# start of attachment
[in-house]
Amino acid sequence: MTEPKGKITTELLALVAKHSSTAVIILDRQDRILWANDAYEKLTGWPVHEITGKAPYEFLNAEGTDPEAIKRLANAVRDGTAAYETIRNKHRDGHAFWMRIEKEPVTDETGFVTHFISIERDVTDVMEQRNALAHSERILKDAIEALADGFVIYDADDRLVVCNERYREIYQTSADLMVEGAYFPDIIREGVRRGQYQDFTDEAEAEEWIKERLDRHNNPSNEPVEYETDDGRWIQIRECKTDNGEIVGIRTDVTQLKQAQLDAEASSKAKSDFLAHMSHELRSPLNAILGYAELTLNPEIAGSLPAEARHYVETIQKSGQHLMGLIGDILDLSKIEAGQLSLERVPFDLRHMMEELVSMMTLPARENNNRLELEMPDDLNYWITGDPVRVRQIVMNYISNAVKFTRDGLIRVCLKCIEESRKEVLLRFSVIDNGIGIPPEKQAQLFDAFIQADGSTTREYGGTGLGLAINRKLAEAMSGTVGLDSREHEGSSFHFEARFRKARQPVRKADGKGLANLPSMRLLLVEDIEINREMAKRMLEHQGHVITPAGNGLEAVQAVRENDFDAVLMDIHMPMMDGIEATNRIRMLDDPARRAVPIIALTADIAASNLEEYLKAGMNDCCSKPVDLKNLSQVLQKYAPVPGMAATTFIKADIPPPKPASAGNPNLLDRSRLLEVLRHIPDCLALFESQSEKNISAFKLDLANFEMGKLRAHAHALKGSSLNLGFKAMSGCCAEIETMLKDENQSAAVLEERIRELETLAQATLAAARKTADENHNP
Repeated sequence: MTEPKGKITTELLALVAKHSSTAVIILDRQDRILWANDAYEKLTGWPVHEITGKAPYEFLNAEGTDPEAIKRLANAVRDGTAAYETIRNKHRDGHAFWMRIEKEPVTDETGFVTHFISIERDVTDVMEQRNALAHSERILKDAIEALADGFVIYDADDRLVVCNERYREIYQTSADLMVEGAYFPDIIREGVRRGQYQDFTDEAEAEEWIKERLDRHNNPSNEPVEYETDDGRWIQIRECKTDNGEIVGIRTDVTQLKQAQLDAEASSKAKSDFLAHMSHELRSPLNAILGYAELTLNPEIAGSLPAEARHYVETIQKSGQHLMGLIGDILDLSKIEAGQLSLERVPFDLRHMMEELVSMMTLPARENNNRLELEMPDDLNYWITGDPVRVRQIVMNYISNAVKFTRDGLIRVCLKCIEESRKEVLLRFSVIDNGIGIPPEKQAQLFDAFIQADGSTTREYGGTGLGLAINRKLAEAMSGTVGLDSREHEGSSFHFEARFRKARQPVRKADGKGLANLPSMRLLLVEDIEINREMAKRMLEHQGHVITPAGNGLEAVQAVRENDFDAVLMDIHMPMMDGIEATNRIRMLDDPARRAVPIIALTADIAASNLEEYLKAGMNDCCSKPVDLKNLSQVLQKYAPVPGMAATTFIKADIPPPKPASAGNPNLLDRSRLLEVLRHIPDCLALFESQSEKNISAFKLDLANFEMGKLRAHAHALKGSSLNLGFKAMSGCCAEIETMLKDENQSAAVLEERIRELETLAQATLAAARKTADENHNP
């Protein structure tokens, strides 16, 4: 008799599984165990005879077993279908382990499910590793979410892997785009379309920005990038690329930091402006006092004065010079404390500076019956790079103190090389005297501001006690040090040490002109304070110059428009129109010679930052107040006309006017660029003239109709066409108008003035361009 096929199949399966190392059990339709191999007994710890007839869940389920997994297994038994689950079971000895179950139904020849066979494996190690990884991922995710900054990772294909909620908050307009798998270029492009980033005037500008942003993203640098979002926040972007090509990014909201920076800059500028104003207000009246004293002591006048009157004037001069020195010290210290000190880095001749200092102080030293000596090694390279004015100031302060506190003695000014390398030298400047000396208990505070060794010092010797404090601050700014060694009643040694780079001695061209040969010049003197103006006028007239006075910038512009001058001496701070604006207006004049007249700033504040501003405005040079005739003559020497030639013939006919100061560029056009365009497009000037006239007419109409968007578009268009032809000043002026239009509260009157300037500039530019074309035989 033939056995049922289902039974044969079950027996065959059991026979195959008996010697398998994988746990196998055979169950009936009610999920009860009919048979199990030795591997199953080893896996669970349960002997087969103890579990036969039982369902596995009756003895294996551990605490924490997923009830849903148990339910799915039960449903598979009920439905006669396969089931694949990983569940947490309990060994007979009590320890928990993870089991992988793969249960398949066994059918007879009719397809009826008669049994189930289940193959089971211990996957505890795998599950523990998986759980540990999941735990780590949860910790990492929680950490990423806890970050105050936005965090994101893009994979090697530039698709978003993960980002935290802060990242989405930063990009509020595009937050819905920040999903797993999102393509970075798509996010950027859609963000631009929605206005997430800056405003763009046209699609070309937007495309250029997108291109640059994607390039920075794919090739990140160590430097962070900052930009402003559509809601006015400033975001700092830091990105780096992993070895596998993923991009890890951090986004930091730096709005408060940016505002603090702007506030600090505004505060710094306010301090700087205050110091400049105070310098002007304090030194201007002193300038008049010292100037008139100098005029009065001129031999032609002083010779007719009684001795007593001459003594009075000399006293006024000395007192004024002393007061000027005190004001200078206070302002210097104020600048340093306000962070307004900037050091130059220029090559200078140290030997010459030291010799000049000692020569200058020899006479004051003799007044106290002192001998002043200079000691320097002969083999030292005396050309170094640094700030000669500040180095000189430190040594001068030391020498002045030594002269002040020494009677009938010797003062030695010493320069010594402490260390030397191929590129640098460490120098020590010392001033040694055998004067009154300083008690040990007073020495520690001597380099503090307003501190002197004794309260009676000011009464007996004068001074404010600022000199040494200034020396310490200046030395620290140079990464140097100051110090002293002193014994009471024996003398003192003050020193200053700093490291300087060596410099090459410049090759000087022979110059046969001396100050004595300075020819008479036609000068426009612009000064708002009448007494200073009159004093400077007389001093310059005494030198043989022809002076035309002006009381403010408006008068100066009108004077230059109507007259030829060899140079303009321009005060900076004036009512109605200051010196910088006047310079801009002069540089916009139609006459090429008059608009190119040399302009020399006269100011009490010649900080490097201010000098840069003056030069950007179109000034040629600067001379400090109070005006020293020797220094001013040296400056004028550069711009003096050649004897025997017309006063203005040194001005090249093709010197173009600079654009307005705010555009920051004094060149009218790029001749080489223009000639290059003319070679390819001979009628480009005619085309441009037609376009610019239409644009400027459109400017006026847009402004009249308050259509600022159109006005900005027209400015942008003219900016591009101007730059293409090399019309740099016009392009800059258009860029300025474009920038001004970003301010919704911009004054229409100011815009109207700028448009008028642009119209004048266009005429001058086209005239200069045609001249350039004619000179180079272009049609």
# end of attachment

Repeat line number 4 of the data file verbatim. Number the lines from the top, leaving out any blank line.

């Protein structure tokens, strides 16, 4: 008799599984165990005879077993279908382990499910590793979410892997785009379309920005990038690329930091402006006092004065010079404390500076019956790079103190090389005297501001006690040090040490002109304070110059428009129109010679930052107040006309006017660029003239109709066409108008003035361009 096929199949399966190392059990339709191999007994710890007839869940389920997994297994038994689950079971000895179950139904020849066979494996190690990884991922995710900054990772294909909620908050307009798998270029492009980033005037500008942003993203640098979002926040972007090509990014909201920076800059500028104003207000009246004293002591006048009157004037001069020195010290210290000190880095001749200092102080030293000596090694390279004015100031302060506190003695000014390398030298400047000396208990505070060794010092010797404090601050700014060694009643040694780079001695061209040969010049003197103006006028007239006075910038512009001058001496701070604006207006004049007249700033504040501003405005040079005739003559020497030639013939006919100061560029056009365009497009000037006239007419109409968007578009268009032809000043002026239009509260009157300037500039530019074309035989 033939056995049922289902039974044969079950027996065959059991026979195959008996010697398998994988746990196998055979169950009936009610999920009860009919048979199990030795591997199953080893896996669970349960002997087969103890579990036969039982369902596995009756003895294996551990605490924490997923009830849903148990339910799915039960449903598979009920439905006669396969089931694949990983569940947490309990060994007979009590320890928990993870089991992988793969249960398949066994059918007879009719397809009826008669049994189930289940193959089971211990996957505890795998599950523990998986759980540990999941735990780590949860910790990492929680950490990423806890970050105050936005965090994101893009994979090697530039698709978003993960980002935290802060990242989405930063990009509020595009937050819905920040999903797993999102393509970075798509996010950027859609963000631009929605206005997430800056405003763009046209699609070309937007495309250029997108291109640059994607390039920075794919090739990140160590430097962070900052930009402003559509809601006015400033975001700092830091990105780096992993070895596998993923991009890890951090986004930091730096709005408060940016505002603090702007506030600090505004505060710094306010301090700087205050110091400049105070310098002007304090030194201007002193300038008049010292100037008139100098005029009065001129031999032609002083010779007719009684001795007593001459003594009075000399006293006024000395007192004024002393007061000027005190004001200078206070302002210097104020600048340093306000962070307004900037050091130059220029090559200078140290030997010459030291010799000049000692020569200058020899006479004051003799007044106290002192001998002043200079000691320097002969083999030292005396050309170094640094700030000669500040180095000189430190040594001068030391020498002045030594002269002040020494009677009938010797003062030695010493320069010594402490260390030397191929590129640098460490120098020590010392001033040694055998004067009154300083008690040990007073020495520690001597380099503090307003501190002197004794309260009676000011009464007996004068001074404010600022000199040494200034020396310490200046030395620290140079990464140097100051110090002293002193014994009471024996003398003192003050020193200053700093490291300087060596410099090459410049090759000087022979110059046969001396100050004595300075020819008479036609000068426009612009000064708002009448007494200073009159004093400077007389001093310059005494030198043989022809002076035309002006009381403010408006008068100066009108004077230059109507007259030829060899140079303009321009005060900076004036009512109605200051010196910088006047310079801009002069540089916009139609006459090429008059608009190119040399302009020399006269100011009490010649900080490097201010000098840069003056030069950007179109000034040629600067001379400090109070005006020293020797220094001013040296400056004028550069711009003096050649004897025997017309006063203005040194001005090249093709010197173009600079654009307005705010555009920051004094060149009218790029001749080489223009000639290059003319070679390819001979009628480009005619085309441009037609376009610019239409644009400027459109400017006026847009402004009249308050259509600022159109006005900005027209400015942008003219900016591009101007730059293409090399019309740099016009392009800059258009860029300025474009920038001004970003301010919704911009004054229409100011815009109207700028448009008028642009119209004048266009005429001058086209005239200069045609001249350039004619000179180079272009049609």